Chevrolet's radically different 1947 Advance Design light-duty trucks represented a sea change in pick-up truck design and appearance.
The nation was entering the exciting Post World War II era, and after four long years of war, the American people, especially the veterans, were looking forward to new opportunities in the world's greatest country.
There was no better way to put the past behind them and to look to the future than with new lines of America's favorite form of transportation: cars and light trucks. Post-war automobiles followed a little more than a year after the new trucks.
General Motors was the first manufacturer to release the new-look post-war trucks late in the 1947 model year as 1947 models. They were announced at Chevrolet dealer showrooms on Saturday, June 28, 1947.
A new, larger windshield, bigger side and rear window glass, and optional rear-quarter windows vastly improved safety and drivability. Higher and wider cab doors made entry and exit easier. Another new feature, which further contributed to driver comfort and safety, was a fresh-air heater/defroster system, which brought fresh outside air into the cab and forced used air out through vents at the rear of the cab.
There is so much that could be said about the new Chevrolet pickups that we could fill a small book. Truck engineers typically began development work on a new series by surveying truck users. Personal interviews with business owners revealed the number one concern with trucks was a larger, roomier cab with more comfortable seats and better vision. Please note that owner interviews at that time in history were held with business owners not with individuals who owned pickup trucks for transportation only. The cab of the Advance Design pickups was eight inches wider and seven inches longer than the previous model. By pickup standards, increases of this magnitude only happen once in a lifetime. The cab's new size allowed the engineers to fit it with a true three-person seat which was also fully adjustable in the front and rear on an inclined plane to provide maximum driver vision. The additional cab width and length caused the new pickups to look much bigger than the previous models.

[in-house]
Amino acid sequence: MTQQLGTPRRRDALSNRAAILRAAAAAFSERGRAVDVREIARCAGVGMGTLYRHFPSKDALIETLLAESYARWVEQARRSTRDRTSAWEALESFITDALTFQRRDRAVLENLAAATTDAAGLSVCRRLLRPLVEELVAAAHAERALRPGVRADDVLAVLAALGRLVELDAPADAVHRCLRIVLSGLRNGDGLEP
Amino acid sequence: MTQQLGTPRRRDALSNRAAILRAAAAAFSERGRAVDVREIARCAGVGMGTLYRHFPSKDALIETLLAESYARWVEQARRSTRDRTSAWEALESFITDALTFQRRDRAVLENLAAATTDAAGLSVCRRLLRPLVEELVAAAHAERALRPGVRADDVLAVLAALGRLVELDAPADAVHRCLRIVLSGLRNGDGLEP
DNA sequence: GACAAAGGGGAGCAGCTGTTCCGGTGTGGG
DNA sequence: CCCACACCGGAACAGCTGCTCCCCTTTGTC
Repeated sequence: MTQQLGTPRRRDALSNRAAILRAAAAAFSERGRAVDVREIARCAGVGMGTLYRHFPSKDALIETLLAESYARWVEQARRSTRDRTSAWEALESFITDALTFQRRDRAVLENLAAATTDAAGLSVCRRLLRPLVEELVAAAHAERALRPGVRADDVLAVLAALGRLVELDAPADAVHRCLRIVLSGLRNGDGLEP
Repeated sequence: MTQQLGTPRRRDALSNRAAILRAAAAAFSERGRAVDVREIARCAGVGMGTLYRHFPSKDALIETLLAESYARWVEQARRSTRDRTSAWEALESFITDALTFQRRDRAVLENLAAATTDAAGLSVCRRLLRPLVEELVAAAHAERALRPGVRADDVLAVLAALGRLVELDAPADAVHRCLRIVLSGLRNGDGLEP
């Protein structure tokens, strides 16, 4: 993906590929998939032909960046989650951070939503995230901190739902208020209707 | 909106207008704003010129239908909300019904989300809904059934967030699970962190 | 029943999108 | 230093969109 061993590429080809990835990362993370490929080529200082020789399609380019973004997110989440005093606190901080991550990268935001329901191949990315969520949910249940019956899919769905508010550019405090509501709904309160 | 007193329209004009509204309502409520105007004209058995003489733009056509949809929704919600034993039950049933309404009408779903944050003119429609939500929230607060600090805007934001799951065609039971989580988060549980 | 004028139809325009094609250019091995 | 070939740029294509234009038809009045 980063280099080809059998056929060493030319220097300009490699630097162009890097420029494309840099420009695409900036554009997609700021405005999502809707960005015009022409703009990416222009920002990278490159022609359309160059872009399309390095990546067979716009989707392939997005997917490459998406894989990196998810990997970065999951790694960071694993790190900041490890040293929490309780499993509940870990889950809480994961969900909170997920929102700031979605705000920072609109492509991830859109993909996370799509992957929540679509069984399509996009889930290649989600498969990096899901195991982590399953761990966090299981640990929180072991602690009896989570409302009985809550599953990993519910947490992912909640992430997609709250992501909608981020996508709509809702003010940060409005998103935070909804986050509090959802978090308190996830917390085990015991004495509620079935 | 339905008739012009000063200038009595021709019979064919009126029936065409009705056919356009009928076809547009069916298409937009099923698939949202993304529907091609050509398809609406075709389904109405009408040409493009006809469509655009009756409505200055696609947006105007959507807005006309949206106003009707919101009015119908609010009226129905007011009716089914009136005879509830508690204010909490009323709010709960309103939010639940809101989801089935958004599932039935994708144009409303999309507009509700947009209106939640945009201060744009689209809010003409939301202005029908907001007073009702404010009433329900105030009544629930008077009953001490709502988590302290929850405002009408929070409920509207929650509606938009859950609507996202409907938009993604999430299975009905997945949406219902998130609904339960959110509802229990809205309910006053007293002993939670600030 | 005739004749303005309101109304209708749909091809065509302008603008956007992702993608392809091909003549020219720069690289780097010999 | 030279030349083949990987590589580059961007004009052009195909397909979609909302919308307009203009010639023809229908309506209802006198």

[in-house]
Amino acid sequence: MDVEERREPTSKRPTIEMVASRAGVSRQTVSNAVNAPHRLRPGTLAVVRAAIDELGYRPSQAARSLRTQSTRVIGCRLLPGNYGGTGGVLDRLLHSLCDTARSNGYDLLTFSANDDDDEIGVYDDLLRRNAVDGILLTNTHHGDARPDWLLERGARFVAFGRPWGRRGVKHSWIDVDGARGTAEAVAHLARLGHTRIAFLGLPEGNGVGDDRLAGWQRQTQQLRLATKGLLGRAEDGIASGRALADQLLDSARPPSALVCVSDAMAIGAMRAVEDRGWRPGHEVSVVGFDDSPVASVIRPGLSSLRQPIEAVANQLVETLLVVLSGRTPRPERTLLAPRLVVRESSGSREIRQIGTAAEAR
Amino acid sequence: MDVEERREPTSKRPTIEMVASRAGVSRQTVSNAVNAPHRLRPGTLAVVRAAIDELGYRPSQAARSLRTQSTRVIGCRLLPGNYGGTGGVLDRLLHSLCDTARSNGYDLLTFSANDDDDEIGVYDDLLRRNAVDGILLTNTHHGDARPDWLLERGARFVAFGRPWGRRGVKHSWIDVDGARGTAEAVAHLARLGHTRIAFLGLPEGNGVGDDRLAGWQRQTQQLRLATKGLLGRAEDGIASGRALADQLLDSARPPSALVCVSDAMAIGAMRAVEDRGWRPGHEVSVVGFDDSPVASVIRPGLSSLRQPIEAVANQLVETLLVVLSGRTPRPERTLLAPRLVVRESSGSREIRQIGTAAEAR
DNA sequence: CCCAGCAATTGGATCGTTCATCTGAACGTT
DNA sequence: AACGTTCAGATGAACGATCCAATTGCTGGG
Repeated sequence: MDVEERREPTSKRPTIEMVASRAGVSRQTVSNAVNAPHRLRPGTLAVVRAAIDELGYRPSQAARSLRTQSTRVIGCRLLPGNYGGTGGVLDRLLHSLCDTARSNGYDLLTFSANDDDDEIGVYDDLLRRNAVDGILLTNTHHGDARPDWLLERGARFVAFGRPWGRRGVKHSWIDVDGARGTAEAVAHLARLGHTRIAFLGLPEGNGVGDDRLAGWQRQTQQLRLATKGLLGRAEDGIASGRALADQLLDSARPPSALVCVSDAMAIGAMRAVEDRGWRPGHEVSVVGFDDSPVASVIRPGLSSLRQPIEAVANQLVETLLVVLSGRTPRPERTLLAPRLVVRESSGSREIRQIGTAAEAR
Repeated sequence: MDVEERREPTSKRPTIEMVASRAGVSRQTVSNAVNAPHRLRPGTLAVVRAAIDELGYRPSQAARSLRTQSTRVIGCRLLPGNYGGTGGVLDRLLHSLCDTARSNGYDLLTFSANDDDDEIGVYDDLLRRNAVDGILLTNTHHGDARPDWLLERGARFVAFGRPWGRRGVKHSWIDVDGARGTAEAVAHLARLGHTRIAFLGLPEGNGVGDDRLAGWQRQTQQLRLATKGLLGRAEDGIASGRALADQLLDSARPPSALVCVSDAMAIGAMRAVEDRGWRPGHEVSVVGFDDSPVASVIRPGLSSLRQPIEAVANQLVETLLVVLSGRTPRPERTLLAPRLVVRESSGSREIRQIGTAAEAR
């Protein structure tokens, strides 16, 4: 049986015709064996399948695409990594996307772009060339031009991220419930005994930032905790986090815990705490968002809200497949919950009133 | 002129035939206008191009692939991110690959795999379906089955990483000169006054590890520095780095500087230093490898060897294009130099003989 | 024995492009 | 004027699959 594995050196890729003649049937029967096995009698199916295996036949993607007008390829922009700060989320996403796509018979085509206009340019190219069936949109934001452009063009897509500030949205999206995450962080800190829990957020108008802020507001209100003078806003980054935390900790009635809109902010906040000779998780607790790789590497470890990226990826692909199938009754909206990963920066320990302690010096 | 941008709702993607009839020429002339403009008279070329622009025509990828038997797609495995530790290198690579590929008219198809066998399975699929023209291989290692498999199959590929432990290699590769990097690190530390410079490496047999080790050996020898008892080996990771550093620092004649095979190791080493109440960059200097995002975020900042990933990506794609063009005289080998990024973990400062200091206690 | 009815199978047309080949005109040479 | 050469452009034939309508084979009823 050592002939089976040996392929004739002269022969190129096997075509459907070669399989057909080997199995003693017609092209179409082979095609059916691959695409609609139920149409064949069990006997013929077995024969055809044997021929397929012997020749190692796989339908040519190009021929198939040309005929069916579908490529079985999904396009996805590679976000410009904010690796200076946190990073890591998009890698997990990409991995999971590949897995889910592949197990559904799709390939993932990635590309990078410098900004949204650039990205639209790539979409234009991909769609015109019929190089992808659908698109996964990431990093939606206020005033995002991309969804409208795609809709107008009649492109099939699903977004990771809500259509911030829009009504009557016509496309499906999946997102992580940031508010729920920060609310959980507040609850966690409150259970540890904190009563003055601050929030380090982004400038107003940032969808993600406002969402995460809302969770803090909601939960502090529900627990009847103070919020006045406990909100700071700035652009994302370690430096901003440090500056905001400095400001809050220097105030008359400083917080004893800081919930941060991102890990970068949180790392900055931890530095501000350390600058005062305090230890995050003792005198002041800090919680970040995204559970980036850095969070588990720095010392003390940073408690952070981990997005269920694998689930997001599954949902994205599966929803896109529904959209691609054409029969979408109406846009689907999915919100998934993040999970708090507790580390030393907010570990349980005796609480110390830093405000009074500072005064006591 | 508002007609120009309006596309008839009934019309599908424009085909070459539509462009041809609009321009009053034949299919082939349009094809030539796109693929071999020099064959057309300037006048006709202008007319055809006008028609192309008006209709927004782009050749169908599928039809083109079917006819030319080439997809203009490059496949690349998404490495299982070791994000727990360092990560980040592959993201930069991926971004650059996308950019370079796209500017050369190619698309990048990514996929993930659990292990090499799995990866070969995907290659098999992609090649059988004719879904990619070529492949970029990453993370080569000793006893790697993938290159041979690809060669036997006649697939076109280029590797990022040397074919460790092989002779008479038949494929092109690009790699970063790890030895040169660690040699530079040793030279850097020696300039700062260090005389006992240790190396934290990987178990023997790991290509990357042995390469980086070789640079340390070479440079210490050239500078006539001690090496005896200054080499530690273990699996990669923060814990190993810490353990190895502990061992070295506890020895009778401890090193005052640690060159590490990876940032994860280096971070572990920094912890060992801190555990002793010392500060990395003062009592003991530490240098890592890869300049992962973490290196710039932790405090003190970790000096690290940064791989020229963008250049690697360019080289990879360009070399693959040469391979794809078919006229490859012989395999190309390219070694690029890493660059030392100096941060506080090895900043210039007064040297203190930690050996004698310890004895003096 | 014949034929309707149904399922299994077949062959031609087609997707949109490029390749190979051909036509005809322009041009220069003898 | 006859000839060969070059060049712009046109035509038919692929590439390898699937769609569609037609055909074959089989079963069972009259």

Chevrolet engineers designed the new cab's construction to be entirely welded, as opposed to the older models, which were partially bolted together. Consequently, the new cab was much stronger and featured a three-point type of suspension, which contributed to a softer ride.
The line included three pickup truck types in the new Advance Design Series in three sizes: half-, 3/4-, and one-ton (models 3104, 3604 and 3804 respectively) with cargo boxes 78 inches, 87 inches and 108 inches long. All three boxes were 50 inches wide, 16 1/4 inches high on the sides and 14 inches high in the ends. The wheel bases were 116, 125 1/4 and 137 inches. For each model, the cargo box was shifted forward for better distribution of the load in relation to the rear axle and for better support by the frame rails. All pickups continued to be built with wooden cargo floors covered with steel skid strips.>
The Advance Design Pickup's Engine was a 90-horsepower, 174-ft-lb.-torque, 216.5-cubic-inch ThriftMaster OHV six cylinder. The half-ton and 3/4-ton pickup's standard transmission was a three-speed; a four-speed was optional. Only the four-speed transmission was available for the one-ton.
In addition to pickups, the Advance Design light-duty trucks with body-line continued to include half and one-ton panels and canopy expresses, 3/4 and one-ton stake trucks, the Carryall Suburban and the automobile based on the Sedan Delivery.